trinity kitchen september 2014 5
Last month, I forgot to visit Trinity Kitchen. But blaming a heavy workload (read: latte lunches) and respectfully mourning the loss of The Cauldron and Banh Mi Booth only got me so far. With the turn of the trucks, I sped over to Trinity Leeds as soon as the September gang arrived.

Drawn visually to PopaBall, I sampled their reinvented Asian bubble tea – which trades tapioca balls for jelly balls – and delighted at every flavour. Out of lychee, strawberry, mango, vanilla and kiwi balls, the latter was my personal (but tough-to-choose) favourite. The tiny truck is even offering a mini afternoon tea – with drink, finger food and cake – for just £12.

But a drink alone does not a food review make.

Darting between the menus of Street Fodder (worldly weekly menus), The Salty Cow (moreish salt beef sandwiches done three ways), and Rice Shack, I settled on
the global gluttony of the latter. Unlike the majority of street food vendors, Rice Shack doesn’t focus on any one cuisine or food trend. Simply, Rice Shack is a diverse selection of meals served with rice – all made from scratch. With The Manfriend craving a crispy shredded beef (even after the owner himself telling him he made a ‘boring choice’) and my intrigue over the Japanese Drunken Duck fried rice winning over my carb-consciousness, we sat down with our paper tubs and tucked in.

No taste phenomenon in the rice department, but both of the proteins were fantastic.

I’m coming back for you, Brio Gelati

trinity kitchen september 2014 1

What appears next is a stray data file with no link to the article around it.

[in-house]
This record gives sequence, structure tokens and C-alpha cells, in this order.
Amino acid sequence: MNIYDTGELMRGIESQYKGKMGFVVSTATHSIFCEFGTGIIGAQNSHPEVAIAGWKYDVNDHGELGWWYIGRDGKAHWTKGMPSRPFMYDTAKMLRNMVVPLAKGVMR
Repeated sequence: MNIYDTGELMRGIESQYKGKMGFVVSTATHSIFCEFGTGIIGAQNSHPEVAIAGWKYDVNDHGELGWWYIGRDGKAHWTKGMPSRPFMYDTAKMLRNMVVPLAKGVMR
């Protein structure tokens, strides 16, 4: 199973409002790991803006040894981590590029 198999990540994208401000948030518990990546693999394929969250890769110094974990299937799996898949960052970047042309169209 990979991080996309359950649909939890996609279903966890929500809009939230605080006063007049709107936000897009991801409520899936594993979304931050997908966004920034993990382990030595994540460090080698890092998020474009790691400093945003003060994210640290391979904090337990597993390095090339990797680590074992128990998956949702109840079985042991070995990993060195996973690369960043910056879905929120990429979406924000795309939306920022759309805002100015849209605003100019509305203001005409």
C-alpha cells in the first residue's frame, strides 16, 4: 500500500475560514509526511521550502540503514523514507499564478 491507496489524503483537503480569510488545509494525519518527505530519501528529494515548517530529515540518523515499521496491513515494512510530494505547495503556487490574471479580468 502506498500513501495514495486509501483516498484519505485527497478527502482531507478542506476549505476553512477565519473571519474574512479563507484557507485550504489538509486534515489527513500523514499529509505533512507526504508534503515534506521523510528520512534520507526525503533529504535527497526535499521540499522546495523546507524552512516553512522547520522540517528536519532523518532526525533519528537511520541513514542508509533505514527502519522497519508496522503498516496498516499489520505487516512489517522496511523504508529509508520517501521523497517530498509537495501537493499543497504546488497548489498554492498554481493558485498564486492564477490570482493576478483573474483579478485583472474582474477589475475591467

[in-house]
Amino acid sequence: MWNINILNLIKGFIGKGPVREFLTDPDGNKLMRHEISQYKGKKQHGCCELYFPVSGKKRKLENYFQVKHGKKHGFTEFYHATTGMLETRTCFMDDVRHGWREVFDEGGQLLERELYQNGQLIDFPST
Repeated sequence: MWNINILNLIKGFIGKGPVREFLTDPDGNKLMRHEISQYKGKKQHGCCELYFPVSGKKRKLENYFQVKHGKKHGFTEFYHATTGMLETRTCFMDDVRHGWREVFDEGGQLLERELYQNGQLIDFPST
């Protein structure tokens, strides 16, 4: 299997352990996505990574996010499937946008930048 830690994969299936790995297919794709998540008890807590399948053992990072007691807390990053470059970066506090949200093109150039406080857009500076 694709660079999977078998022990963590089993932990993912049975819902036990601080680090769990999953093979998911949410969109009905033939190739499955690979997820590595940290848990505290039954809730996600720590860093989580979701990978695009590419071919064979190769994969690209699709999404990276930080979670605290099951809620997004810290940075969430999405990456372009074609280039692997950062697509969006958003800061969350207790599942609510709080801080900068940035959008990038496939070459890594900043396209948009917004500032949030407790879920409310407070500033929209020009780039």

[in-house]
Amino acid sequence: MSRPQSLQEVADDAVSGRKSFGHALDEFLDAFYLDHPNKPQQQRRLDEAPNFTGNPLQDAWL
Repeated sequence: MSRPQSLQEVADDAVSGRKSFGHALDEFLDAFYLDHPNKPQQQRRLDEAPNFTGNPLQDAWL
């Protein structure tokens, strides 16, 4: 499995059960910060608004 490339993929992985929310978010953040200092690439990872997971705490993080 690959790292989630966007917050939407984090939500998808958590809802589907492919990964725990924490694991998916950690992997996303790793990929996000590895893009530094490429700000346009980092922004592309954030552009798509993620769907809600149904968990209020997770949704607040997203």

trinity kitchen september 2014 9
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trinity kitchen july 2014
As each month of Trinity Kitchen goes by, I think I get more and more judgmental.

I’m still feeling pretty sour about losing Dogtown and The Cheese Truck back to London.

Thankfully, Trinity Leeds keep pulling rabbits out of their proverbial hat. This month? I made a trip to Banh Mi Booth twice in the first week alone. Emily Boothroyd’s ‘booth’ serves what I consider to be the Daddy of Street Food – succulent char siu pork banh mi sandwiches (the only complaint: the bread seemed to change with every visit, meaning my classic soft/crisp expectations weren’t always met).

The Cauldron, however, wins for must-visit food truck of the month. Slightly burnt out on Vietnamese when I finally took The Manfriend for a trial, I read through The Cauldron’s whiteboard menu items and settled on the ‘Pig Out’ – a slow cooked free range pork belly wrap with a fennel, garlic and chilli rub, ‘bang bang’ sauce, salad, and a minted yoghurt dressing.